Meanwhile, Stroud admitted that Royal Ascot was the ultimate aim for the Sioux Nation filly.

He said, “She has been bought for KHK Racing. She is a nice filly and did a good breeze–looks ready to go on with. We're not sure who will train her yet. KHK has done very well with the horses they have bought from the breeze-ups. Sioux Nation is a very solid stallion and can get you a very good horse. When you come here, that's [Royal Ascot] the aspiration.”

Golden Touch

Lot 26
Colt by Ardad out of Sand And Deliver (GB) (Royal Applause {GB})
Consigned by Bansha House Stables
Bought by Blandford Bloodstock for £170,000 
There would have been any number of worthy nominations for this prize but Con Marnane towers above all others for turning his 8,000gns Tattersalls Somerville Sale purchase by Ardad into a £170,000 Bansha bullet. That takes some doing.

Thought for the Day

What is the aversion to publishing times at the breeze-up sales? The unofficial times are widely shared following the breeze–and there are also live times available during the breeze–so surely it makes sense to make that information readily available to prospective buyers.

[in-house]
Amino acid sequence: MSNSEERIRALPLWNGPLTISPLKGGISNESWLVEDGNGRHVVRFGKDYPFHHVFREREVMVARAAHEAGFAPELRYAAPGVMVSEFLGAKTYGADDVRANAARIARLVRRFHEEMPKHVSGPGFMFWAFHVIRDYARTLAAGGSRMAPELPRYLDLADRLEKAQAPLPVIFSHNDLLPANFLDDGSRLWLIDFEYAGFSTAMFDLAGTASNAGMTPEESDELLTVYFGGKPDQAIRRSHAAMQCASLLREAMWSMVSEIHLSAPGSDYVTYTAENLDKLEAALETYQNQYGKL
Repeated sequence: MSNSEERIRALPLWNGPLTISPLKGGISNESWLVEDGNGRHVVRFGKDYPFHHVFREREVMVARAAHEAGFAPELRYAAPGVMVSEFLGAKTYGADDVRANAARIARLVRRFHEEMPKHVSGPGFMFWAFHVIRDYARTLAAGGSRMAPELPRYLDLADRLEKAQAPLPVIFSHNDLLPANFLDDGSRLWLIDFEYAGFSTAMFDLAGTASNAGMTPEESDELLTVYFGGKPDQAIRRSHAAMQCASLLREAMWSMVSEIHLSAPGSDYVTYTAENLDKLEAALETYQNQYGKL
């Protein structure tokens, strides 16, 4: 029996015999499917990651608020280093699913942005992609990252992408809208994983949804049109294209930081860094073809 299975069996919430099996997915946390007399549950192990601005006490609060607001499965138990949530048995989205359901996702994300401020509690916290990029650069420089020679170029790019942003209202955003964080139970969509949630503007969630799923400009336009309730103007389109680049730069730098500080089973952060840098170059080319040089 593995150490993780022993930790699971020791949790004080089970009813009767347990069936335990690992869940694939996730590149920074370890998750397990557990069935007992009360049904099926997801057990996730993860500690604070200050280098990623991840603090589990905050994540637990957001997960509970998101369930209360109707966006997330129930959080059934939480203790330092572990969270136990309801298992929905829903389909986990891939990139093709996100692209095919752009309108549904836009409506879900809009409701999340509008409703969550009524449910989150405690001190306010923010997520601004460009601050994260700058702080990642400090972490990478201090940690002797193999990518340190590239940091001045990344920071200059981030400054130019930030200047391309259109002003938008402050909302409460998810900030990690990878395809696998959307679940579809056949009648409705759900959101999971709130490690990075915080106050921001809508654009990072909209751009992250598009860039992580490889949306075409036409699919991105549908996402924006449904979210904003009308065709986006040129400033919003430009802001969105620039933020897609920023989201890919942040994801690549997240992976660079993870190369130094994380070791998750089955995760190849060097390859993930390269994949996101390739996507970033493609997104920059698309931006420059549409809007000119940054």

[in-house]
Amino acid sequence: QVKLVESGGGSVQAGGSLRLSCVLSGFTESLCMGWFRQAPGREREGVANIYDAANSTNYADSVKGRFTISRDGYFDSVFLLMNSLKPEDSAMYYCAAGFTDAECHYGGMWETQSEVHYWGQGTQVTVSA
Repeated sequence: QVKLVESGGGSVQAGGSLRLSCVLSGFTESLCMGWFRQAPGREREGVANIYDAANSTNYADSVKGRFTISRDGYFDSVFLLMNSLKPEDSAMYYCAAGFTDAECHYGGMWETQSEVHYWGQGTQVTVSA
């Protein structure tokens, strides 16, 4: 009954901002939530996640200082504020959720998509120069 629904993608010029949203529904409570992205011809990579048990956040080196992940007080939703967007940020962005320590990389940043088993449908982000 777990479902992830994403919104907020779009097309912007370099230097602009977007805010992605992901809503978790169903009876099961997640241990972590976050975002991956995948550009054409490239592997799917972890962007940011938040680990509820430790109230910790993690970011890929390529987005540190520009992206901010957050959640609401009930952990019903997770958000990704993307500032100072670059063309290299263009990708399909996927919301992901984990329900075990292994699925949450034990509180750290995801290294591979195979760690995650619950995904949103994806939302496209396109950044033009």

Goffs recently announced that it would be staging a new breeze-up sale at Naas next year and the rumours are that Goresbridge is set to re-enter the market as well. 

Would that represent an opportunity for a new sale to set itself apart from the others by embracing times, data and the other metrics that go into buying a racehorse in this sphere? 

The obvious downside is that, by publishing times, it may create a stronger reliance on the clock. But plenty of good racehorses come out of the breeze-up sales that don't clock–Trueshan (Fr) being the most obvious example. 

A transparent and data-driven approach to the breeze-up sales might be a fanciful idea. Possibly even a foolish one. But it has to be at least worth having a conversation about.